What's "the next big thing" in consumer electronics?

Lots of smarties are betting on wearable tech: smart watches, health and exercise monitors, geared-up eyewear, tech-embedded clothing.

Some of these innovations seem too gaudy (such as Monster "24K" gold headphones) or weird for words.

And early adopters of a couple of wearables - Google Glass and the Apple Watch - have suffered public scorn and private remorse for their choices. Not Gizmo Guy, though. He's enjoying his new Apple Watch more with every passing day.

Research firm IDC says wearable device makers will ship a total of 45.7 million units in 2015 globally, up from 19.6 million in 2014.

"And the sky is the limit," believes Philadelphia-based entrepreneur Stephen Spivak, who has just opened his online TheWearablesStore.com for business. Yeah, that name alone could be worth millions. And if Spivak (son of Electric Factory Concerts cofounder Herb Spivak) can get his inventory together, so much the better. "We're missing on some big brands like Samsung and Motorola now," he acknowledged, "but by the end of the summer, should have 80 percent of the hottest items."

At the top of the wearables pack is Fitbit, the brand synonymous with wrist-worn and clip-on devices that count steps and calories burned. Fitbit has sold 21 million devices, from $60 to $250, and just raised $731.5 million in an IPO.

Spivak also touts the "top-rated heart monitoring accuracy" of LifeTrak fitness bands and the "unmatched comfort" and "multi-month" (button) "battery" of ultra-slim, waterproof Misfit exercise/sleep tracking bands - a Gizmo Guy fave, as well.

The Apple in my eye. In less than three months, the multifunctional Apple Watch has been adopted by about two million users worldwide. Not too shabby, given its $349-and-up asking price, but not a grand slam as Apple intros go.

Adverts keep pushing the smart watch's exercise tracking and coaching skills. I like that it's a nudger, even if it's sometimes flaky. The thing keeps suggesting "stand up" when I already am standing!

At present, there isn't that much you can do with an Apple Watch if you don't also have a recent-vintage iPhone in range. (That will change.) Still, it's sweet to get buzzed on the little screen with Tweet alerts, Match.com messages, and incoming calls without having to pull out the phone. Calls and texts also can be initiated on the Watch, just by talking to Siri. Such a helper.

As an avid movie/concert goer, I enjoy flicking my wrist so the Watch's home screen momentarily lights up with time, date, and outdoor weather conditions.

Other fast-access screens (a.k.a. "glances") have been customized (by me) to show (slowly, at times) news headlines, Shazam (song ID), and control functions/tune info for the new Apple Music service.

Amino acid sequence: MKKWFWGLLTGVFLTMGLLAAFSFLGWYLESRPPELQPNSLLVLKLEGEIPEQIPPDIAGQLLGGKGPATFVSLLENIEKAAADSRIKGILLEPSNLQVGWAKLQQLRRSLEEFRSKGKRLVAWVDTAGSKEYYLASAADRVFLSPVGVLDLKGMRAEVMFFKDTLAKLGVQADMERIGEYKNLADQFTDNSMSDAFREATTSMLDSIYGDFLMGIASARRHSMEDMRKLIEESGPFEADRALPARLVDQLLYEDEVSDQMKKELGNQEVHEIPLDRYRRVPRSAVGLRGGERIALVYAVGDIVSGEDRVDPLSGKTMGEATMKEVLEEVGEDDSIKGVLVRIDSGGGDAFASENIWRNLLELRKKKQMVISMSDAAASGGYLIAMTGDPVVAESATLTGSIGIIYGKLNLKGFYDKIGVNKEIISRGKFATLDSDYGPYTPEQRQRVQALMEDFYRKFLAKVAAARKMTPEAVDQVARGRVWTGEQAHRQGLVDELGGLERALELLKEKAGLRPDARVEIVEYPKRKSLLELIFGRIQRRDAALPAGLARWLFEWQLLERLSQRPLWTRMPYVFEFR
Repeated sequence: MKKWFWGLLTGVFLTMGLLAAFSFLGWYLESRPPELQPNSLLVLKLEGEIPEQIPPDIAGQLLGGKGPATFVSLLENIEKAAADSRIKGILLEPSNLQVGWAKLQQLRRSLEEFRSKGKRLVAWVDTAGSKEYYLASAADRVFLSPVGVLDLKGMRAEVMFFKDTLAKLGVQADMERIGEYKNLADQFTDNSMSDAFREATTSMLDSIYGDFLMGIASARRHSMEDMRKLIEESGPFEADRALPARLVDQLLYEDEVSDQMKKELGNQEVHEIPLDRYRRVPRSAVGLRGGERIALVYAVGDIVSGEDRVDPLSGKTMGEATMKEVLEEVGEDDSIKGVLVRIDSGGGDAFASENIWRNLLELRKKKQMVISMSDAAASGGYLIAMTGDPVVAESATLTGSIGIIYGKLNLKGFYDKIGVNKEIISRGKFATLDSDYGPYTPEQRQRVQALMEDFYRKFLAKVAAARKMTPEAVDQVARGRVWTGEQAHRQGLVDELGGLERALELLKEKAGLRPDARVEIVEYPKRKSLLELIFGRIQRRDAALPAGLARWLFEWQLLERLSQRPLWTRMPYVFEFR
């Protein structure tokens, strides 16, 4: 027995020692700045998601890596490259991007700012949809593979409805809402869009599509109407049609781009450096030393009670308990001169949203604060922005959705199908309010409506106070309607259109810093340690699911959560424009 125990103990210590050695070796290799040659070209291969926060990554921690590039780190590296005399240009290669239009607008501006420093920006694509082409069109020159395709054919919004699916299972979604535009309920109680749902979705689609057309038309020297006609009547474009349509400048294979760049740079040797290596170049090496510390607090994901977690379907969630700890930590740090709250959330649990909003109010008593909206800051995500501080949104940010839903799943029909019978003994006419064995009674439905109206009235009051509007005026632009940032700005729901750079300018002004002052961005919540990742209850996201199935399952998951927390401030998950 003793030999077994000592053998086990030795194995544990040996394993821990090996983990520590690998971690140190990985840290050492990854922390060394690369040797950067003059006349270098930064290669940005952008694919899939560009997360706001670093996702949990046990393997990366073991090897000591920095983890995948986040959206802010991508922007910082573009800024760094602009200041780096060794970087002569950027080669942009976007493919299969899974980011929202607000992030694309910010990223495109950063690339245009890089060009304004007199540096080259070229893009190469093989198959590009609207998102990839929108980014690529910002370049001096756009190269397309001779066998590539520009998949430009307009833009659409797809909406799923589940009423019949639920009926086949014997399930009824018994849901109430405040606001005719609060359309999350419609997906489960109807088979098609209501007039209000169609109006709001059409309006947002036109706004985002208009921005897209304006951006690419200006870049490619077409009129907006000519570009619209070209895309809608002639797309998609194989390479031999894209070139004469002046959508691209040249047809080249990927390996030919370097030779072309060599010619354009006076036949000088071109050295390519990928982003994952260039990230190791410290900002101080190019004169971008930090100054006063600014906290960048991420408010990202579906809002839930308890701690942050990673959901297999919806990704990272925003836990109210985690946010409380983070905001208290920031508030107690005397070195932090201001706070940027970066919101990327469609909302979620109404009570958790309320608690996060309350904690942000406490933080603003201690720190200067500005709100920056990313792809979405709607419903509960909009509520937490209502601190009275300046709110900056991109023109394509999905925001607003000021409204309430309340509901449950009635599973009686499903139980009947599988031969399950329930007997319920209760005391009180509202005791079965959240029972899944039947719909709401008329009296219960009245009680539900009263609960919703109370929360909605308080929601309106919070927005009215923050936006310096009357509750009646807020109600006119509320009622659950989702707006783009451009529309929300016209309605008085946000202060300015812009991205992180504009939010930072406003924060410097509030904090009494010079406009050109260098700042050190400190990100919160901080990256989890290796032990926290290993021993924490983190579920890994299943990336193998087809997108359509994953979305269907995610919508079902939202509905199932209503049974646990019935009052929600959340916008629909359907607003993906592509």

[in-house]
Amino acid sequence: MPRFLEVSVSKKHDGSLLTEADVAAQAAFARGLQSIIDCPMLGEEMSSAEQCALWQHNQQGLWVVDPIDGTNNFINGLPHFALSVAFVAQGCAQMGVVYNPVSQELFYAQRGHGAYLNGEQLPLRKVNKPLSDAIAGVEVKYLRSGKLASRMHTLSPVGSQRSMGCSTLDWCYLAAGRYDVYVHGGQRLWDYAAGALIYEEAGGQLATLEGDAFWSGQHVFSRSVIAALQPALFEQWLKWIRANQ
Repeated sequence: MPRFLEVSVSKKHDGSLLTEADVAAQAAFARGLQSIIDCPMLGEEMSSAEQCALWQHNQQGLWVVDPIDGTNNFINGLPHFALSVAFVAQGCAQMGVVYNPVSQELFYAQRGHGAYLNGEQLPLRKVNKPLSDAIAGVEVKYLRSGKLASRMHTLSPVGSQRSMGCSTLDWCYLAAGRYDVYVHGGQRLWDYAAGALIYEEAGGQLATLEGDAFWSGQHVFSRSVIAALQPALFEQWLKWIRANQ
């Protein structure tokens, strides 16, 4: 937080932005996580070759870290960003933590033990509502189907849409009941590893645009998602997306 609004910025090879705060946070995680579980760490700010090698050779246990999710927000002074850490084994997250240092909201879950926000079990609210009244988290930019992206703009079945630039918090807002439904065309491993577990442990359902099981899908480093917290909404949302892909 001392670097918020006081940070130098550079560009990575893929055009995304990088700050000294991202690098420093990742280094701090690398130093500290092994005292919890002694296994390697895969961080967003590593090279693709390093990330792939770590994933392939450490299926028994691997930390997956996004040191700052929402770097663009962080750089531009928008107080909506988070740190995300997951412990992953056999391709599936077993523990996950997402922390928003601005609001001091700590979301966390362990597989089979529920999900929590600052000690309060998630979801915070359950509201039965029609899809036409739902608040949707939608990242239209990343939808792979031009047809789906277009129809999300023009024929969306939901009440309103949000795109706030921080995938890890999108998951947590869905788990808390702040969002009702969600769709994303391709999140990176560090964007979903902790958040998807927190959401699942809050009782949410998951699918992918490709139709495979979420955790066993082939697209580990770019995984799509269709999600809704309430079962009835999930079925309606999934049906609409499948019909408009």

A screen-tapped "find my phone" feature is a godsend. I'll make better use of Apple Pay (charging stuff at cash registers with the wave of the watch) as more partners such as Trader Joe's get set up.

So what do you call a first-generation Apple Watch?

A start.

We'll be back. Google Glass, much maligned, is off the market for re-grooving. Still, the realm of augmented reality eyewear that overlays guiding imagery and data onto your field of vision keeps expanding. Microsoft's HoloLens has gotten a good buzz, likewise Sony SmartEyeGlass and Vuzix M100. The Epson Moverio BT20 is making a dent with tour-guide applications. Intel liked the sporty-minded (for runners and bikers) Recon Jet smart eyewear so much it's just bought the company for an estimated $175 million.

Function follows fashion. TE Connectivity Ltd., based in Berwyn, helped Google launch its wearables-focused Project Jacquard at last month's Google I/O conference. TE's Wearable Labs has developed a way of weaving smart or connected technology into fabric that can be stitched into garments on an assembly line. All to realize a communications concept some are calling "threadcasting."

What's that mean? Think: Wear (sic) you are could tell where you are. Just wave. Or touch a sleeve.

At the recent CE Week (a mini Consumer Electronics Show) in New York, models paraded in Angela Dale dresses that blinked in time to music - like those Halloween princess costumes from Frozen. Accessories included pretty ViaWear bangles with discreet caller-ID screens, clutches (Stella Audio) with built-in speakers, Kiroco Orb digital lockets, and 3D-printed shoes by Continuum.

For the young 'uns, Kickstarter success story Mondevices introduced a wearable baby monitor, MonBaby that snaps onto a onesie. And Disney touted its big holiday toy: Playmation wearables that transform mild-mannered kids into otherworldly action heroes.